IN THE MATTER OF THE MARRIAGE OF OBAIDI
154 Wash.App. 609, 226 P.3d 787 (2010)
The parties were married on December 30, 2005 in the State of Washington under Islamic Law. They entered into an Islamic Marriage Contract which included a mahr provision written in Farsi. The husband did not speak, read or write Farsi. The mahr was $100.00 immediate and $20,000.00 postponed. The parties executed the contract before two witnesses and a religious Imam conducted the marriage. The terms of the mahr provision were explained to the husband after he had executed the document.
The wife later filed for divorce, seeking enforcement of the $20,000 postponed payment. The Trial Court ruled in favor of the wife. On appeal, the husband argued that the mahr provision was unenforceable under contract law or as a prenuptial agreement.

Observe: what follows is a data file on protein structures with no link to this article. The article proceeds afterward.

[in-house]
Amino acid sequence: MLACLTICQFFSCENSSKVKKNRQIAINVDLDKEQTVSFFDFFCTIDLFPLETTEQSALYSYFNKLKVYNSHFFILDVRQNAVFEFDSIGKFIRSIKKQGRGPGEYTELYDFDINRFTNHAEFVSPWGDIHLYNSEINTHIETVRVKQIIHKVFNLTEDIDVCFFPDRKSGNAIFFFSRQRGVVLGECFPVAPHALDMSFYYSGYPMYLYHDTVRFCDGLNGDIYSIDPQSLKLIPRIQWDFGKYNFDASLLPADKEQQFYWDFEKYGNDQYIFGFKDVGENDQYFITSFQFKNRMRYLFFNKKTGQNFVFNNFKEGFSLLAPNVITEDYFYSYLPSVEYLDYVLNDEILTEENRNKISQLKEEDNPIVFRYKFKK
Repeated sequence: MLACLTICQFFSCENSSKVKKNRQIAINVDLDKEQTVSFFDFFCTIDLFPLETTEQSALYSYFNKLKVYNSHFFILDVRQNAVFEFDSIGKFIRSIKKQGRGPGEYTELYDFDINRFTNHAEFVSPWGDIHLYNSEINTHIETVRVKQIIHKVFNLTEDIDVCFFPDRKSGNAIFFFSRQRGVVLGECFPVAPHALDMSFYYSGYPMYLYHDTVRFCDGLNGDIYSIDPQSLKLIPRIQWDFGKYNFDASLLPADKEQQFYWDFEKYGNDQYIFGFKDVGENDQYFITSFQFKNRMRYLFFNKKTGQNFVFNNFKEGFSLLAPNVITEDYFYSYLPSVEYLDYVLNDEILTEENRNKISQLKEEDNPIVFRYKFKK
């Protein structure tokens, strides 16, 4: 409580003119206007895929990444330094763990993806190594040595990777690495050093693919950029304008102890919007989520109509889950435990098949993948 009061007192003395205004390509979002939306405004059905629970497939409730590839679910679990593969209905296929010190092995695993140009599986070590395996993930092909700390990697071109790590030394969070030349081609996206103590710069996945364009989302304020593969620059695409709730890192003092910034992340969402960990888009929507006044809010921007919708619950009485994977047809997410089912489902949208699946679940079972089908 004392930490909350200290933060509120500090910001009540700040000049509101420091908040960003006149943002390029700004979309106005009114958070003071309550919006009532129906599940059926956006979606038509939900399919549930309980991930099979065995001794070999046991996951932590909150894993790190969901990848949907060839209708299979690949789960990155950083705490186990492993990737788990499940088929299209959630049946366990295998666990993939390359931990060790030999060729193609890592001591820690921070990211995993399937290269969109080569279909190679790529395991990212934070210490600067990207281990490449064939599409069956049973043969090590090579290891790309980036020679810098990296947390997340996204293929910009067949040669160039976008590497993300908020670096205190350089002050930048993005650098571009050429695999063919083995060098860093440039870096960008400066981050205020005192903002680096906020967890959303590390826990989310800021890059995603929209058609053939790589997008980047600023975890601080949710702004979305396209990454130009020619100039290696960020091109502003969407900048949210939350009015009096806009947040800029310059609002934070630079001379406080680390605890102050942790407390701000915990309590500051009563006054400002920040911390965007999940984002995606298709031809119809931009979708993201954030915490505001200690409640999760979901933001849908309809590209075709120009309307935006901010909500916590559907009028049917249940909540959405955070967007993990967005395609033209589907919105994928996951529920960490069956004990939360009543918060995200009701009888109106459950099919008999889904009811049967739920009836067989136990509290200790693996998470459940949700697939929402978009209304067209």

Whether the mahr agreement is enforceable where one party executed the document without understanding the terms of the contract until after signing.
The Appellate Court reversed, holding that neutral principles of contract law governed the interpretation and enforceability of the prenuptial agreement. The Court held that a valid contract requires “mutual assent, offer, acceptance and consideration.” Here, the Court concluded that the contract was invalid for lack of mutual assent. Specifically, the Court noted that a meeting of the minds did not exist because: (1) the husband was advised of the mahr ceremony 15 minutes before he signed the document; (2) he did not read, write or speak Farsi; and (3) he was unaware of the terms of the agreement until they were explained to him by an uncle after the document was signed. The Court also held that there was duress and pressures to sign the agreement by family.